This is not the case. Hopper does terrific work here as a performer, making Don an utterly detestable man, nuanced with a genuine desire to provide for his family. We see him trying to work a full-time job to help support his family, but there is a pervasive sense that the small town is not over what Don did, and frankly, neither is Don. In many ways, Out of the Blue is about the ways unchecked trauma can destroy a family. Don dives deeper into alcoholism, and CeBe’s rebellion intensifies as she realises the man she idolised is far more troubled than she could have imagined. Don embraces alcohol, Kathy uses drugs as a vice, while CeBe continues to rebel as a cry for help.

The film’s destructive nature is wonderfully illustrated in Don’s reunion party. Hopper’s camera tracks Don and Kathy as they walk through their home, Kathy supporting Don as he appears too drunk to walk on his own. As Kathy introduces him to everyone in the house, it’s clear that Don barely knows anybody at his own party, highlighting a sense of alienation and melancholy for the time lost behind bars.

There is a real despicable feel to the sequence, and Hopper employs tight framing to suggest feelings of discomfort. His camera then hovers over the back door for a few silent moments, before the house is entered by an uninvited guest, who is the father of one of the kids that Don killed. The father demands to know if CeBe knew his son, shouting directly at her and her father. Don miserably retaliates, calling himself an asshole and pouring alcohol all over himself. Most interesting is his refusal to apologise, as Don exclaims “I’m sorry about your son, but I didn’t have nothing to do with it”. It’s a telling moment that reveals Don’s complete refusal to come to terms with the atrocity he committed. His eyes, however, tell a different story; filled with rage and regret, this brief moment eloquently reveals Don’s tortured soul.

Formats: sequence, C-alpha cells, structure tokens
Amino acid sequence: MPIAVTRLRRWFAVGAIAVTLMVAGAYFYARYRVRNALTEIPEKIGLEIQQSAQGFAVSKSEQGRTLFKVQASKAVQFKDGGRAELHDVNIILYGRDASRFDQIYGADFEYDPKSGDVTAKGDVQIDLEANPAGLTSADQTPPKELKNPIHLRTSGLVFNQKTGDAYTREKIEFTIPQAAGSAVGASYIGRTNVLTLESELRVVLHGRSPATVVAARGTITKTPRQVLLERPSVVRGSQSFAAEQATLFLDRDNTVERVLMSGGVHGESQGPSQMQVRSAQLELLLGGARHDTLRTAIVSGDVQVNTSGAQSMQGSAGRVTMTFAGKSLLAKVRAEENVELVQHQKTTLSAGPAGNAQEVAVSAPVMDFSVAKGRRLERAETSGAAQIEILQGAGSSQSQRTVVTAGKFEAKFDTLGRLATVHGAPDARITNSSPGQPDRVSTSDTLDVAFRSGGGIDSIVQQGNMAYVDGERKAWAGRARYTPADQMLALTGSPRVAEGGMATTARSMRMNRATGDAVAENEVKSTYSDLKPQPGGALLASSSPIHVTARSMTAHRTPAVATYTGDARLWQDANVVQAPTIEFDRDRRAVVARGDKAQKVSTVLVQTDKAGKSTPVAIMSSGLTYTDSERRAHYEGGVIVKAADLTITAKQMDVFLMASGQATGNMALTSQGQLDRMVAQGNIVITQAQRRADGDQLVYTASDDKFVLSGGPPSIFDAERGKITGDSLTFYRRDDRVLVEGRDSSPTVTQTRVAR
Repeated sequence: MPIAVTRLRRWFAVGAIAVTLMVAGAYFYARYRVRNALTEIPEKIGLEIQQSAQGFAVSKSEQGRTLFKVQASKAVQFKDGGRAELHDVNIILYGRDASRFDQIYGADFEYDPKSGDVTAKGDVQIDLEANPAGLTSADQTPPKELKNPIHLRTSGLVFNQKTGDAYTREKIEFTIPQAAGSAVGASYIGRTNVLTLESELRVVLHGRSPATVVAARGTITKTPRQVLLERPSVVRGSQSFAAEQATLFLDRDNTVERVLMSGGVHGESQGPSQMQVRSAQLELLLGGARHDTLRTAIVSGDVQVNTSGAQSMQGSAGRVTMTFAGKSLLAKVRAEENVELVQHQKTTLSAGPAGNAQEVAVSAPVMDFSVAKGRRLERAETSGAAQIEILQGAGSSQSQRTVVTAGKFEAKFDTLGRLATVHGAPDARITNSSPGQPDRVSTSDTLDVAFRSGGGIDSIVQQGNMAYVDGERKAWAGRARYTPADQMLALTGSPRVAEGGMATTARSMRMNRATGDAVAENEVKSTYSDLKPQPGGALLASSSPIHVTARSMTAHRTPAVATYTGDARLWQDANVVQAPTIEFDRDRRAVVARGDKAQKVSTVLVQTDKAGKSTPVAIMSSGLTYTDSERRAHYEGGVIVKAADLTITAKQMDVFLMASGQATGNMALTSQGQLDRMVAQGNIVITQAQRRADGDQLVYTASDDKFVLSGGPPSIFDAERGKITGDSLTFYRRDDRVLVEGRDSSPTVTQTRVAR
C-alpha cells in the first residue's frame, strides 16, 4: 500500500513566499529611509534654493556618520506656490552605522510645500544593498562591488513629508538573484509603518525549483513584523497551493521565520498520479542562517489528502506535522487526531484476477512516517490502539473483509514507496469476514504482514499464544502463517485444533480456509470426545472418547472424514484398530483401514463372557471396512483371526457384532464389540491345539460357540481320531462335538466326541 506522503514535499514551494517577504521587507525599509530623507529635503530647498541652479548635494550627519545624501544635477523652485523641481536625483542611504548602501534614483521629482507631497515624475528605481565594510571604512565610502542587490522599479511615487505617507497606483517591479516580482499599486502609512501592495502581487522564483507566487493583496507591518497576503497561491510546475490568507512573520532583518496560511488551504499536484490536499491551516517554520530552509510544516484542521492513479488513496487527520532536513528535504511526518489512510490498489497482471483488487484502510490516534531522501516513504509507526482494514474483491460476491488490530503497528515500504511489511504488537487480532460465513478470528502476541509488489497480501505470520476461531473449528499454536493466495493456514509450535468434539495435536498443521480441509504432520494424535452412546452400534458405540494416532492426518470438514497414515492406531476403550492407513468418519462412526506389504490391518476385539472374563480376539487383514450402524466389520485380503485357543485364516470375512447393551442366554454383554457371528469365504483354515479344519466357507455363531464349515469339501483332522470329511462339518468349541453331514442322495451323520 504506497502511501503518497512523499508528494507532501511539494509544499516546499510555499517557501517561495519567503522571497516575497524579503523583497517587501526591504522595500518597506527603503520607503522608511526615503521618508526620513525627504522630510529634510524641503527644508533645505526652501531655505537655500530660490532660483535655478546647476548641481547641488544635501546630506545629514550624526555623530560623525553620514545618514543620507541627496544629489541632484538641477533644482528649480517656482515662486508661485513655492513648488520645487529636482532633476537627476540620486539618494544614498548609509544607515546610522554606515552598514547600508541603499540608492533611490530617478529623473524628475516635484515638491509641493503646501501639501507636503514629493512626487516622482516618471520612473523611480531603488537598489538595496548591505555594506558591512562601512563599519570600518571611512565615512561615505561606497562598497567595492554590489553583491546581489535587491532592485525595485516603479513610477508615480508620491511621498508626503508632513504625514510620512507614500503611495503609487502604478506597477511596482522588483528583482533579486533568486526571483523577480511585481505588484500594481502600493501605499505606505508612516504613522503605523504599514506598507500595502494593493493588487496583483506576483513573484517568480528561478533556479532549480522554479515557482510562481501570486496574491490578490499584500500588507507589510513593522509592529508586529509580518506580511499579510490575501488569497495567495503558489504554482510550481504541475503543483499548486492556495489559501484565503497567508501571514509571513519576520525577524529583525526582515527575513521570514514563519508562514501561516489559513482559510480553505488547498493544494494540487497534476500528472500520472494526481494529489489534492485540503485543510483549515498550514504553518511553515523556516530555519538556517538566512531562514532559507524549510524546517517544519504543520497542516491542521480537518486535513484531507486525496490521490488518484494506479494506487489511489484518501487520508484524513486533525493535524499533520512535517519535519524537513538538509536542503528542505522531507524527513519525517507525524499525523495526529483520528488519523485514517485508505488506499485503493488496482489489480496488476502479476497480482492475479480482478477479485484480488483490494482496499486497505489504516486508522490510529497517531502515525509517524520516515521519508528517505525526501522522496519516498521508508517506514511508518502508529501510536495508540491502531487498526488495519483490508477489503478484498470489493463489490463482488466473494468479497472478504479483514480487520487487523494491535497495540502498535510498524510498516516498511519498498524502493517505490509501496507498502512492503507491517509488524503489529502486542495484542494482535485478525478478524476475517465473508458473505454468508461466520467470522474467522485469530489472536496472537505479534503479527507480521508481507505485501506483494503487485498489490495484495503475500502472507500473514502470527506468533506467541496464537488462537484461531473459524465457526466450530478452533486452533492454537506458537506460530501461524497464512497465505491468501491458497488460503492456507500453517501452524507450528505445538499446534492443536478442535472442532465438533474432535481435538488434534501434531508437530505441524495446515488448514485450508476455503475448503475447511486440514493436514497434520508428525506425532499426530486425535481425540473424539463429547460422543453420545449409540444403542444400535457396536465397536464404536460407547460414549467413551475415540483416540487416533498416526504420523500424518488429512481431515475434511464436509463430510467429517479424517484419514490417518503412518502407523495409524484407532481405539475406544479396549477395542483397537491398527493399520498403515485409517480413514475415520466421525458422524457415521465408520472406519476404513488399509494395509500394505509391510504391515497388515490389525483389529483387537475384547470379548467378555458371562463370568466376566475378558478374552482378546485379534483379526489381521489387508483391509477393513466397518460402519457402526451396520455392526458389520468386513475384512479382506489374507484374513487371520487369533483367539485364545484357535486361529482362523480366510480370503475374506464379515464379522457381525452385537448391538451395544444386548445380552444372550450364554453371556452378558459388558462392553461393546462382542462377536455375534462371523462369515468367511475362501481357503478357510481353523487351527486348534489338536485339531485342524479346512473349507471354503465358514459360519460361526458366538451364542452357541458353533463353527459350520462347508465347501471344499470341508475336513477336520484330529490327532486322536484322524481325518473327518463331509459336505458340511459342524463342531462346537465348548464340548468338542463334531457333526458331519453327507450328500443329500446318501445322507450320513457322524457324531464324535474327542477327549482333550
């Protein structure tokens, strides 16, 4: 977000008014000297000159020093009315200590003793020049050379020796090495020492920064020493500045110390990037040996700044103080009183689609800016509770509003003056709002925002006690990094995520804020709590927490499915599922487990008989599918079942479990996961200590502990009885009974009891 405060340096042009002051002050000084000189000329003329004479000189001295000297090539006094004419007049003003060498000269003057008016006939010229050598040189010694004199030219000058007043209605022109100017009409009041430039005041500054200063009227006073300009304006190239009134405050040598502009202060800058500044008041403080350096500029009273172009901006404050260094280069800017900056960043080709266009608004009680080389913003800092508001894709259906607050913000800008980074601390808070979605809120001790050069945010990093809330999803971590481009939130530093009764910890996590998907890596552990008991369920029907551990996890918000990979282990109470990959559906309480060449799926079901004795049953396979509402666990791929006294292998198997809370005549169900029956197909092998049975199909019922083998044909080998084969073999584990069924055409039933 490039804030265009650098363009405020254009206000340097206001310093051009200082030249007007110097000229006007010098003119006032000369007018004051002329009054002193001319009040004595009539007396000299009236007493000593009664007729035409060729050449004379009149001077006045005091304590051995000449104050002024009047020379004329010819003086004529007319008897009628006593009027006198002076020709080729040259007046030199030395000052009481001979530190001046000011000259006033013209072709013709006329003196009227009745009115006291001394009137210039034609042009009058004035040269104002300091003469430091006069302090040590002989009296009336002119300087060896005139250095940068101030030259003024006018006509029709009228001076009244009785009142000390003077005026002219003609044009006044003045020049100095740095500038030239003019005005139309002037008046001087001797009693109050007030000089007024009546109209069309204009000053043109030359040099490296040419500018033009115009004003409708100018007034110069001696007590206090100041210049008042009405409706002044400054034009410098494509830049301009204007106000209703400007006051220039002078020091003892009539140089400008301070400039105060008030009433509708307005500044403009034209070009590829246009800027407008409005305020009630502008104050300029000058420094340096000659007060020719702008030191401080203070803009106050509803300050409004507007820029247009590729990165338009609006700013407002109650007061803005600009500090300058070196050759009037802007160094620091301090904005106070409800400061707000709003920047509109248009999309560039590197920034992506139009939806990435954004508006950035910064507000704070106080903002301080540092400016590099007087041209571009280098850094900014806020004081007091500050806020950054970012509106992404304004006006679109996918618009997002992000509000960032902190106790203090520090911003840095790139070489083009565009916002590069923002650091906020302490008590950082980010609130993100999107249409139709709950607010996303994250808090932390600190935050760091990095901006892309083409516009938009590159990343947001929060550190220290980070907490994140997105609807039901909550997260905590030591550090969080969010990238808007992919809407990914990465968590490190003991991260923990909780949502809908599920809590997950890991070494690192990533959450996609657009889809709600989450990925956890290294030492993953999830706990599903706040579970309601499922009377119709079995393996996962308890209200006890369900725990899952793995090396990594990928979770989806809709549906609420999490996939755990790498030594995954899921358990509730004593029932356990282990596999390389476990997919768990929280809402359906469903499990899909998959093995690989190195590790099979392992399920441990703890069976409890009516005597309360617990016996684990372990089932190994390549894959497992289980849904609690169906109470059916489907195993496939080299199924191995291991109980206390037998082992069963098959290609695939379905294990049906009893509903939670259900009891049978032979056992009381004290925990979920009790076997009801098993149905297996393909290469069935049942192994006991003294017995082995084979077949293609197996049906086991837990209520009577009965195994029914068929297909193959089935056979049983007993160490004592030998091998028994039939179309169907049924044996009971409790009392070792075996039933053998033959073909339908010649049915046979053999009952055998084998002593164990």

The final act is filled with ever-increasing rage, as tempers flare to Out of the Blue’s explosive, and somewhat unexpected, conclusion. CeBe’s connection with her father is treated by Hopper as taboo throughout the film, with the two sharing an often uncomfortably close proximity, but the final moments suggest a rather incestuous relationship. Kathy is seen in the bathroom crying and shooting up, evidently unable to face what her husband is capable of. This reveal suggests far more trauma that has gone unchecked than the incident that imprisoned Don. Because of the meticulous work Hopper has done throughout, the film’s utterly devastating finale manages to feel authentic and completely convincing.

While the tragedy in Out of the Blue is never directly acknowledged by its perpetrator, the devastating events in Ordinary People bring everything out into the open. The family in Redford’s film have lost their son Buck in a tragic boating accident. The other son, who always lived in his older brother’s shadow, attempts suicide after the incident. After a while in a psychiatric ward, the film begins soon after he returns to his parents.